16 The 11 disciples traveled to Galilee, to the mountain where Jesus had directed them. 17 When they saw Him, they worshiped, but some doubted. 18 Then Jesus came near and said to them, “All authority has been given to Me in heaven and on earth. 19 Go, therefore, and make disciples of all nations, baptizing them in the name of the Father and of the Son and of the Holy Spirit, 20 teaching them to observe everything I have commanded you. And remember, I am with you always, to the end of the age.”
Unless otherwise noted, all Scripture quotations are taken from the Holman Christian Standard Bible®, Copyright © 1999, 2000, 2002, 2003, 2009 by Holman Bible Publishers. Used by permission. Holman Christian Standard Bible®, Holman CSB®, and HCSB® are federally registered trademarks of Holman Bible Publishers.
In this passage, Jesus speaks to those who doubt and those who are convinced. And He offers them the same call and commission He gave in the beginning of His ministry – that those who follow Him, He will make fishers of men. It is God who does the making. It is we who do the following. And we “go” because He is “going.”
In this passage, Jesus is specific about the “what” we are to do. We are to “Go.” We are to “make disciples.” We are to exclude NO nations (the word here can be translated “ethnicities”). And because baptism is the public display of an inward condition of repentance, we are to “baptize.”
Finally, we’re to “teach” others to observe (and implicitly to obey). The passage reminds us we are never alone and are empowered. He is with us always.
There are explicit and implicit commissionings at the end of each Gospel and at the beginning of Acts. Jesus begins His ministry by saying, “Follow Me,” and then He goes. His disciples either go with Him or they get left behind.
Those who follow in Acts are first accused of being like Jesus when they intentionally reach out to their world. The spiritual discipline of evangelism is not about a quick foray into follow-ship. Instead, it happens in the context of follow-ship.
We evangelize because we follow, not instead of following. It is a sign of our commitment as believers that we go where He goes.
Many people overthink the discipline of evangelism. They hope to have a specific tool that is guaranteed to work with all people, everywhere. In my experience this is rarely the case. Here are a couple of ways to practice this discipline:
First, become “holy curious.” I don’t mean here that we become curious about the holy, but rather that we become curious about others because the Holy Spirit is genuinely interested in them. This means listening to what they say and asking the next question.
A tip here is not to ask leading questions (i.e. questions that give someone the feeling they’re being led down a pre-determined argument), but open, genuine questions. As one friend put it, “Questions are the currency of conversations and credibility.”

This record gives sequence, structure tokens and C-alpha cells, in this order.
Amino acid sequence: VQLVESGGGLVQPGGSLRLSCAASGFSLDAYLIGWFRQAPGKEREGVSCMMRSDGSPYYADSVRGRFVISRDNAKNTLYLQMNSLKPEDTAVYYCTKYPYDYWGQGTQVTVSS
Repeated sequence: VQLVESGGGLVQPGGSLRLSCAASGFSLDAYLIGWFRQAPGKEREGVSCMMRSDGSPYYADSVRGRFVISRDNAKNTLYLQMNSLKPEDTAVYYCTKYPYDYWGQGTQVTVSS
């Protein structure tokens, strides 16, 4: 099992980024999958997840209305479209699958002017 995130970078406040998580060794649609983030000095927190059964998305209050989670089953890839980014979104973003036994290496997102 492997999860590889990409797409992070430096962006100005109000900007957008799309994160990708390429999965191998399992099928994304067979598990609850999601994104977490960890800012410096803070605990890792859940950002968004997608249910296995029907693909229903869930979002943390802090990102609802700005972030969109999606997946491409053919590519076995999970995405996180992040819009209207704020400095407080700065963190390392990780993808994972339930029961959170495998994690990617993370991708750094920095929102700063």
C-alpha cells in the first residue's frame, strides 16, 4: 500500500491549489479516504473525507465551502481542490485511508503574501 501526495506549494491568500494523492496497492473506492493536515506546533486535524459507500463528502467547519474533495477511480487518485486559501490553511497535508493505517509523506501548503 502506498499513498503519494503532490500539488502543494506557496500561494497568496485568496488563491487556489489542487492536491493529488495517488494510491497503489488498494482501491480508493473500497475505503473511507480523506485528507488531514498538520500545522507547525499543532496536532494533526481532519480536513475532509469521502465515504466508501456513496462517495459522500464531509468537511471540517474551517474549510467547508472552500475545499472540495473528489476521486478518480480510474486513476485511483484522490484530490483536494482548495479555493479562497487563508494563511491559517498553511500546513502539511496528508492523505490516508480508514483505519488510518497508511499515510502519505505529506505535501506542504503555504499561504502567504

Second, identify those whom God may be asking you to invest in. The commissioning in Matthew is to “make disciples.” This is different than “making students” or “imparting knowledge” or “getting someone to say a prayer.” Making a disciple means you’re willing to a) be imitated (people read what you do even more than what you say), and b) share what you know.
There’s an old truth that says, “In the land of the blind, the one-eyed man is king.” The most effective way to share your faith is to share how you see life differently. And that’s something all of us can do because it is Jesus who makes the difference.
Using Matthew 28, practice evangelism, utilizing some of the following suggestions:
- Read this passage relatively quickly to get an overview, and then write down how your life has changed as a result of giving over complete control of your life to follow Jesus Christ.
- Ask yourself: am I genuinely curious about people around me? For many, the answer is, “I’d like to be, but I’m not.” So pray to the Lord that He would awaken a genuine curiosity about those who don’t know Jesus.
- Feet follow faith. Jesus didn’t tell us to “Stay, therefore….” He said, “Go, therefore….” So write down the names of the people in your relationship network who don’t know Jesus, but who Jesus may be calling you to bless.
- Be genuine to meet the person where THEY are and not where YOU are. Many people evangelize out of part-guilt, part-zeal, part-excitement and part-fear. When you do that out of those motives, then the chances are high that you’ll view people as projects rather than as people. Instead, let your motive be love. Love meets people where they are and takes seriously their perspectives. Love isn’t pedantic or condescending. Love is selfless, gentle, kind and truthful.